Q: I’m currently unemployed and unmarried. Do these facts impact my credit scores?
A: No. Neither of these facts affects your scores. Also, your scores are not affected by the number of dependents you have, retirement, debt-to-income ratio, number of years on the job, income, a spouse’s credit, checking and overdraft account activity, savings account balances, net worth, service accounts (for example, utility bills), rent payment history, or participation in a credit counseling or debt management program. Also, you must be more than 30 days beyond the account due date before your credit scores are impacted.
Q: Will opening a new credit account affect my scores?
A: Yes. The computer model used for scoring initially penalizes you for seeking new credit. After several months, however, your having opened a new account should no longer be factored into your scores. Opening "several" accounts within a short period of time (30 days) will have a more significant negative impact on your score.
Q: Can closing credit accounts affect my credit scores?
A: Yes. Your credit scores are affected by the ratio between the reported dollar limits on your accounts and the reported balances. Closed accounts are not factored into this ratio, so closing accounts may negatively affect the overall ratio and, therefore, your credit scores. The degree closing accounts affects your credit score is determined by the overall strength of other factors in your report.
Q: I’ve had one credit card for a long time, but never use it. Should I close that account?
A: Using a credit card for a long time reflects a long credit history, which may improve your credit scores if you pay your bills on time. It may be wise to keep your account open and use it periodically. If you have not used a credit card for six months or more, you take a risk that the creditor may close your account and it will no longer be factored into your scores.
Q: Would combining all my credit card balances onto one credit card improve my credit scores?
A: Not necessarily. It is better to have small balances spread over several credit cards to improve your credit utilization ratio (which usually improves your credit scores).
Q: I regularly run up high credit card balances, but usually pay my bills in full each month. How does this affect my credit scores?
A: Even though you usually pay your accounts in full every month, having high balances can damage your scores because there is a chance that your balance will not be “zero”when a credit bureau calculates your score. You can avoid this by making payments multiple times during the month, so your balance remains low.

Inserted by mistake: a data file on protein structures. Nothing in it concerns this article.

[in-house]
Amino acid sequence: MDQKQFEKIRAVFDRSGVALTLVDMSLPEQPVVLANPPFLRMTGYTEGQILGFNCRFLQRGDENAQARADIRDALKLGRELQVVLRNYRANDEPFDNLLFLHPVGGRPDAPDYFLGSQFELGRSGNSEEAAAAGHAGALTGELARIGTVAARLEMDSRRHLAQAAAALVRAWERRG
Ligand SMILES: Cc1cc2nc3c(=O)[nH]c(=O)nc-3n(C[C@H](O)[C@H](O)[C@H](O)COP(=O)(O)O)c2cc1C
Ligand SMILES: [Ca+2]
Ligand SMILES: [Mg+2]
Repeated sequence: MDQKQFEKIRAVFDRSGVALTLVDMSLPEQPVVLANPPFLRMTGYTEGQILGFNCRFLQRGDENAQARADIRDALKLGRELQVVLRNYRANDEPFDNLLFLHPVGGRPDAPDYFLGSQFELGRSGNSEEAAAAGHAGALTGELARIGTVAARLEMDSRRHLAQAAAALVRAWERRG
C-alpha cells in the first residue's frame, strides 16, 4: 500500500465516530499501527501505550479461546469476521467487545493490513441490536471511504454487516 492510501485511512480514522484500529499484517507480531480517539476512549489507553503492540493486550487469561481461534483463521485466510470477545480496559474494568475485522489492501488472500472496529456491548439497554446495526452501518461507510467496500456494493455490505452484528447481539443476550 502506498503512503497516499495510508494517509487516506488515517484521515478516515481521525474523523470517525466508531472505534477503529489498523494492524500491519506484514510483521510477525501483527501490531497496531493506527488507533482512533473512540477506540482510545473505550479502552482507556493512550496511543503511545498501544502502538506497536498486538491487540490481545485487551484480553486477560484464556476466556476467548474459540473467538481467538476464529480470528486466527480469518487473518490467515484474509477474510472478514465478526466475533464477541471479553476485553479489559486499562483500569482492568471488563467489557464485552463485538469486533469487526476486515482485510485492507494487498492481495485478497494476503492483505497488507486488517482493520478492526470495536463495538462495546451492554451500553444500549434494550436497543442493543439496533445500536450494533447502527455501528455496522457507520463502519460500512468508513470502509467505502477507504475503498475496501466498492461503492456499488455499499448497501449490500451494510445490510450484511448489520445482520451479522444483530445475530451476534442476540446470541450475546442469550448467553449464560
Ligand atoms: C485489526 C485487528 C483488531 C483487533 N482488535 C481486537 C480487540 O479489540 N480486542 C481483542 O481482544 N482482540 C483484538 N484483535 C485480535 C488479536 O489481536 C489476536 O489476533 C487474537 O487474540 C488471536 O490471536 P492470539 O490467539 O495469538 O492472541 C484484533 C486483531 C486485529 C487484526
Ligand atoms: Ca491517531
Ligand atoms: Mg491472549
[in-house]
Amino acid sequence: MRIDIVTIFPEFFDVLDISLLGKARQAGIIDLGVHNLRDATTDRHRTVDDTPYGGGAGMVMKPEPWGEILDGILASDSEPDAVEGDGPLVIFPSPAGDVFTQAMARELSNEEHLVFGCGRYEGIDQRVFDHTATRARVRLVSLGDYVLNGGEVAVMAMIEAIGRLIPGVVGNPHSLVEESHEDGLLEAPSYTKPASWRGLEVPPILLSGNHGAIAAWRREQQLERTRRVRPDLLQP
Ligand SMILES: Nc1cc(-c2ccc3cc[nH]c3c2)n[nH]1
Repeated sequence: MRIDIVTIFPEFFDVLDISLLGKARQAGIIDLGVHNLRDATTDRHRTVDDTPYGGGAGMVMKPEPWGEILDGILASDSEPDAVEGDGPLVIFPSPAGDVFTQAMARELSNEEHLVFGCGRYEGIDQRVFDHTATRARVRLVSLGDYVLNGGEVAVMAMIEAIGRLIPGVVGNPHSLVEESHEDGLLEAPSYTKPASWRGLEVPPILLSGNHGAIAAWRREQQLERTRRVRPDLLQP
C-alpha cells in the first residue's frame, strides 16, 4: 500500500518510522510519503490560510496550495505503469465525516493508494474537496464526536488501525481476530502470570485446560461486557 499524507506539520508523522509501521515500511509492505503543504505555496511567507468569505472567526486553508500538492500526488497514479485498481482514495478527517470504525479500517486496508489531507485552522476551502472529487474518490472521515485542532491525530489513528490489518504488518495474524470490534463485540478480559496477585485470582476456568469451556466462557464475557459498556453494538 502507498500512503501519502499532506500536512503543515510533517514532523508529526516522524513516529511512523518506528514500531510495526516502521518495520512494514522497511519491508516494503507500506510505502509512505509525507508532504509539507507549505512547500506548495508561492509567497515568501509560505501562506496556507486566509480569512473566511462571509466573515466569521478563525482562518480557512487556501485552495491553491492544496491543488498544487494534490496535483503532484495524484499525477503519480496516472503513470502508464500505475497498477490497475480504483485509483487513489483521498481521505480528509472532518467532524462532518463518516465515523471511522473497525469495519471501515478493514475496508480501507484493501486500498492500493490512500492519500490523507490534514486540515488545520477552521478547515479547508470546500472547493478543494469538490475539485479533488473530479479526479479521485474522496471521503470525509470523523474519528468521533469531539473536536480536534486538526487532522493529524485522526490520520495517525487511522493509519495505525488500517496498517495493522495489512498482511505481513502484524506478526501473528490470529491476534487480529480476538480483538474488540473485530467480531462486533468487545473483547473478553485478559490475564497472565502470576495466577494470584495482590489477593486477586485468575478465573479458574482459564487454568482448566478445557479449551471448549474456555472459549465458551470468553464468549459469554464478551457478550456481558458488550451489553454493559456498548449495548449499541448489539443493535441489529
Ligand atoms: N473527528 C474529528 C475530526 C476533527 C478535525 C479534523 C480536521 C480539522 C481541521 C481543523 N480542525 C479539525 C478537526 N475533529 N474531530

Q: What will happen to my credit scores if I close a credit account that still has a balance?
A: Closing accounts with a balance may cause a creditor to reduce the credit limit to the current balance. This creates a 100 percent utilization ratio, which hurts your credit scores. It is wise to pay the account in full before you close an account.
Q: How can I boost my credit scores?
A: Aside from establishing a long credit history, paying your bills on time and keeping your balances low, here are some additional tips:
• Check your credit report periodically. Be on the lookout for creditors that may lower your credit limits, which can lower your scores. If that happens, you will need to keep lower balances.
• Apply for credit when you don’t need it. It may be easier to qualify, you may get better rates and you’ll have credit available if you need it. Although you may take a small hit on your score in the short term, in the longer term it can benefit your scores, assuming you manage your account responsibly. Three to five well-managed accounts can increase your score more than having only one or two accounts.
• Be careful oft store promotions that offer discounts on the day you make purchases if you open a credit card. These offers typically give you a low credit limit. This means your credit utilization percentage can start out high, which can lower your score. Similarly, lowering your credit card limits to reduce your exposure may raise your utilization percentage, which may lower your scores. Ask your creditor to raise your credit limits when possible, but keep your balances low (a utilization rate of 25 percent or lower is best).
• The type of credit accounts you have impacts your credit scores. The harder it is to qualify for credit, the more positive the impact on your scores. For example, it is generally harder to qualify for a Visa© or MC© credit card than for a gasoline or retail store credit card.
• “Good” credit can stay on your report for a long time. Most “bad” credit (late payments and collections) are to be removed by the credit bureaus after seven years. But YOU must monitor your reports to see that it has been removed. Contact the credit bureaus if it has not been removed.
If you have bad credit, it is very important to improve it. One good way is to request a "secured" credit card from your bank, or you can apply for a small credit builder personal loan. Eventually move from the secured card to a regular credit card.
If you have an excellent score, protect it. Late payments hurt those with excellent scores more than those with “good” or “poor” scores.
Remember…it is an important consumer responsibility to know, manage and monitor your credit reports and credit scores.
This “Law You Can Use” column was provided by the Ohio State Bar Association. It was prepared by Richard Korn, a consumer financial and credit counselor at the Westerville Area Resource Ministry (WARM).